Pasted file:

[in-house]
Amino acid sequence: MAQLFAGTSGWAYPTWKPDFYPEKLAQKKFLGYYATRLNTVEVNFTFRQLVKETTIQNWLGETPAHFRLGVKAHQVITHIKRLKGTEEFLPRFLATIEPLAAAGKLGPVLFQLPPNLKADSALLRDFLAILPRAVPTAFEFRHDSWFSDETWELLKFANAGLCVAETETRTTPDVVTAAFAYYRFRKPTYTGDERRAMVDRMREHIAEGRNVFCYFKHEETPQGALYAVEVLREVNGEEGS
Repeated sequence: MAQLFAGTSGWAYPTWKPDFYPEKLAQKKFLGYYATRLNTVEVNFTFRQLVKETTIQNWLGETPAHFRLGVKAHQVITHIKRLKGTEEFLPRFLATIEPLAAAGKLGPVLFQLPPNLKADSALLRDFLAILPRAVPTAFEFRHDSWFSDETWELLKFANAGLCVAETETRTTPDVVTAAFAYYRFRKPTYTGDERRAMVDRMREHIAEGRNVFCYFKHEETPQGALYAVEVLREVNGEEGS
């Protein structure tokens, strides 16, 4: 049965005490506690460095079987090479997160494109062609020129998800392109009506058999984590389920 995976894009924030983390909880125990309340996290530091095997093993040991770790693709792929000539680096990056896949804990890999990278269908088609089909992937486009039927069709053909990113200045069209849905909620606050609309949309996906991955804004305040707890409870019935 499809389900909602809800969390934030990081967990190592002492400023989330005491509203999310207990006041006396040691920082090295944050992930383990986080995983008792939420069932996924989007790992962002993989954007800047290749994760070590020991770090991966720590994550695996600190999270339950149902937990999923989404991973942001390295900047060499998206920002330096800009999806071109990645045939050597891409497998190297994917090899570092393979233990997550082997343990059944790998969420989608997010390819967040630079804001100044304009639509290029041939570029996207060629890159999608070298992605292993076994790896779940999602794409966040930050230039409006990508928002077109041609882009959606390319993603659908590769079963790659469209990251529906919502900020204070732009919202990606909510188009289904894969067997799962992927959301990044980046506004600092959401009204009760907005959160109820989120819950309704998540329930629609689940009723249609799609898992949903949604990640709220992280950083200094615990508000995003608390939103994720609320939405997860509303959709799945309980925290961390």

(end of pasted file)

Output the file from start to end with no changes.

[in-house]
Amino acid sequence: MAQLFAGTSGWAYPTWKPDFYPEKLAQKKFLGYYATRLNTVEVNFTFRQLVKETTIQNWLGETPAHFRLGVKAHQVITHIKRLKGTEEFLPRFLATIEPLAAAGKLGPVLFQLPPNLKADSALLRDFLAILPRAVPTAFEFRHDSWFSDETWELLKFANAGLCVAETETRTTPDVVTAAFAYYRFRKPTYTGDERRAMVDRMREHIAEGRNVFCYFKHEETPQGALYAVEVLREVNGEEGS
Repeated sequence: MAQLFAGTSGWAYPTWKPDFYPEKLAQKKFLGYYATRLNTVEVNFTFRQLVKETTIQNWLGETPAHFRLGVKAHQVITHIKRLKGTEEFLPRFLATIEPLAAAGKLGPVLFQLPPNLKADSALLRDFLAILPRAVPTAFEFRHDSWFSDETWELLKFANAGLCVAETETRTTPDVVTAAFAYYRFRKPTYTGDERRAMVDRMREHIAEGRNVFCYFKHEETPQGALYAVEVLREVNGEEGS
């Protein structure tokens, strides 16, 4: 049965005490506690460095079987090479997160494109062609020129998800392109009506058999984590389920 995976894009924030983390909880125990309340996290530091095997093993040991770790693709792929000539680096990056896949804990890999990278269908088609089909992937486009039927069709053909990113200045069209849905909620606050609309949309996906991955804004305040707890409870019935 499809389900909602809800969390934030990081967990190592002492400023989330005491509203999310207990006041006396040691920082090295944050992930383990986080995983008792939420069932996924989007790992962002993989954007800047290749994760070590020991770090991966720590994550695996600190999270339950149902937990999923989404991973942001390295900047060499998206920002330096800009999806071109990645045939050597891409497998190297994917090899570092393979233990997550082997343990059944790998969420989608997010390819967040630079804001100044304009639509290029041939570029996207060629890159999608070298992605292993076994790896779940999602794409966040930050230039409006990508928002077109041609882009959606390319993603659908590769079963790659469209990251529906919502900020204070732009919202990606909510188009289904894969067997799962992927959301990044980046506004600092959401009204009760907005959160109820989120819950309704998540329930629609689940009723249609799609898992949903949604990640709220992280950083200094615990508000995003608390939103994720609320939405997860509303959709799945309980925290961390």